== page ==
#coachlearninginsport … silent eloquence

During my travels around England this month, I have been listening to Classic FM.

Each hour in the past week, there has been a promotion of the Woodland Trust’s Big Bluebell Watch that mentions Anne Brontë’s Bluebell poem.

The second verse of the poem starts with these two lines:

There is a silent eloquence
In every wild bluebell

Every time I hear those lines, I think about the conversations I have been having with coaches over the last four years in a critical friend project.

Most of the coaches in the group would get stuck into me about being overly romantic in my view of their coaching. However, I do think that the conversations have given me abundant opportunities to share a silent eloquence that comes with their experience and reflection.

There is a melancholy part of the poem too … about times remembered of “sunny days of merriment” when “heart and soul were free”. The poem ends with this verse:

‘Sad wanderer, weep those blissful times
That never may return!’
The lovely floweret seemed to say,
And thus it made me mourn.

A number of the coaches in the group have lost their jobs in the last four years. Two of them are finding the experience of unemployment particularly hard as they strive to get interviews for new opportunities.

They have silent eloquence to share and will flourish in the light.

That is the paradox in Anne’s poem and in the world of coaching … and perhaps why we need a Woodland Trust project for coaches.

Photo Credit

Tiddesley Woods (Pershore Pictures, Twitter)

#coachlearninginsport: hearing motets

I am in England at the moment.

I am here for a month meeting twenty-four rugby union and cricket coaches with whom I have been in critical friend conversations for four years.

Whilst I have been travelling, I have been listening to Radio 3 and Classic FM. If I am very fortunate I hear Philip Glass but he is not often played.

Yesterday, on a journey to Durham, my drive on the A1(M) was uplifted by a recording of Thomas Tallis’s Spem in alium.

Spem in alium is a motet for eight choirs of five voices. I find it a most exquisite piece of music. Wikipedia says of it “its individual vocal lines act quite freely within its elegant harmonic framework”.

It struck me forcefully, on a rather beautiful morning near Wetherby, that I have the immense privilege of hearing twenty-four voices. Two sports, twenty-four learning journeys … that share a harmony.

What is fascinating to me about being part of a four-year journey is that I can hear changes in the voices. Each coach’s journey from good to great has been made possible by their willingness to reflect and consider meta-issues around coaching. They are profoundly engaged in their own and others’ coaching processes.

As when I hear Thomas Tallis’s motet, I am stunned by the depth of insight each coach brings to his and her coaching. This Wikipedia piece could have been written about the coaches:

The work is a study in contrasts: the individual voices sing and are silent in turns, sometimes alone, sometimes in choirs, sometimes calling and answering, sometimes all together, so that, far from being a monotonous mess, the work is continually presenting new ideas.

Imagine having that as a #coachlearninginsport opportunity.

I do think it is scalable.

700 voices for 40 as an example …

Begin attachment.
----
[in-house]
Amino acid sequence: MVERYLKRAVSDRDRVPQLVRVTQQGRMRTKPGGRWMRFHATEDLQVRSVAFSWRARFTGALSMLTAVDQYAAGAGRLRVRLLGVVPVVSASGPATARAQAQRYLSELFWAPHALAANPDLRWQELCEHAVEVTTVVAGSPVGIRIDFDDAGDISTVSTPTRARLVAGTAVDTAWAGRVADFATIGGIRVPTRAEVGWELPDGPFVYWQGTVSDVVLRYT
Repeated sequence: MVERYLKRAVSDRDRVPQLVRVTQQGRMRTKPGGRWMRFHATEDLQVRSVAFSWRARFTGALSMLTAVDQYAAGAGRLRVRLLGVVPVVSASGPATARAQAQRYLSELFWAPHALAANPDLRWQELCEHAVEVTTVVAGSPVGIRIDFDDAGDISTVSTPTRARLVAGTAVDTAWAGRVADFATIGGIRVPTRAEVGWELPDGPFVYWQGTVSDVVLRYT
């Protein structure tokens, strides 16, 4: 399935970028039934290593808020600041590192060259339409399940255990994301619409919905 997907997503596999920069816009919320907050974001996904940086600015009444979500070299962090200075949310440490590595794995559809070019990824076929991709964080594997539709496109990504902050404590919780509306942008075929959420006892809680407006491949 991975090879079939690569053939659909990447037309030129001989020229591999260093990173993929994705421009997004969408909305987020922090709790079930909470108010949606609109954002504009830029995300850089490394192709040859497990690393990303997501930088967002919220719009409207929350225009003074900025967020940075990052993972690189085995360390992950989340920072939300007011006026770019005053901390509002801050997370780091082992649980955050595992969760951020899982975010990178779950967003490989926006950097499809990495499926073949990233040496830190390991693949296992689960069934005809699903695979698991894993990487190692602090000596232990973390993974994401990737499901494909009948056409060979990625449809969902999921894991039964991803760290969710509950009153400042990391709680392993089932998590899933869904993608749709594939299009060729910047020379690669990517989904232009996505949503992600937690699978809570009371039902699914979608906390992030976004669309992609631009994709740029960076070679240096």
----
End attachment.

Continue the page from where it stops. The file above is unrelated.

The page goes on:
#coachlearninginsport: self-organising networks

Last month, I was invited to join a group of coaches in an online forum.

I was delighted to be asked but I have spent much of the time as a peripheral participant … enjoying the open sharing but not contributing.

I thought listening might be a good way to start in a group of online acquaintances.

Yesterday, I responded to this message from one of the group:

Hi everyone. I’m early in the process of setting up new CPD events. I’ve been slightly dissatisfied with recent experiences and groups like this show the value of sharing and exploring new ideas.

They won’t be linked to NGB/club/County – more of a ‘by coaches, for coaches’ approach focusing on interaction, conceptualisation of ideas and discussion, building a network etc.

From your recent CPD experiences, what have been the best elements? If there was one thing you want, or would want, from a CPD experience then what would it be?

Any ideas and feedback welcome.

It seemed a great opportunity for me to discuss my thoughts about #coachlearninginsport.

It coincided too with my participation in an open online course, Connectivism and Learning. Stephen Downes is the facilitator of this course and he has this to say about connectivism:

At its heart, connectivism is the thesis that knowledge is distributed across a network of connections, and therefore that learning consists of the ability to construct and traverse those networks. (My emphasis)

Elsewhere, Stephen (2012) has discussed course design. He notes that in  a connectivist course “the content does not define the course”.

By navigating the content environment, and selecting content that is relevant to your own personal preferences and context, you are creating an individual view or perspective. So you are first creating connections between contents with each other and with your own background and experience. And working with content in a connectivist course does not involve learning or remembering the content. Rather, it is to engage in a process of creation and sharing. Each person in the course, speaking from his or her unique perspective, participates in a conversation that brings these perspectives together. (My emphasis)

I am hopeful that our online group might discuss these issues … if they are of interest.

For the time being, I look forward to engaging in a conversation on the platform that explores whether we might move from CPD to CPL and to celebrate the sense each of us makes of our self-organising networks.

Connected by shared interests.

Photo Credits

At Coogee (Keith Lyons, CC BY 4.0)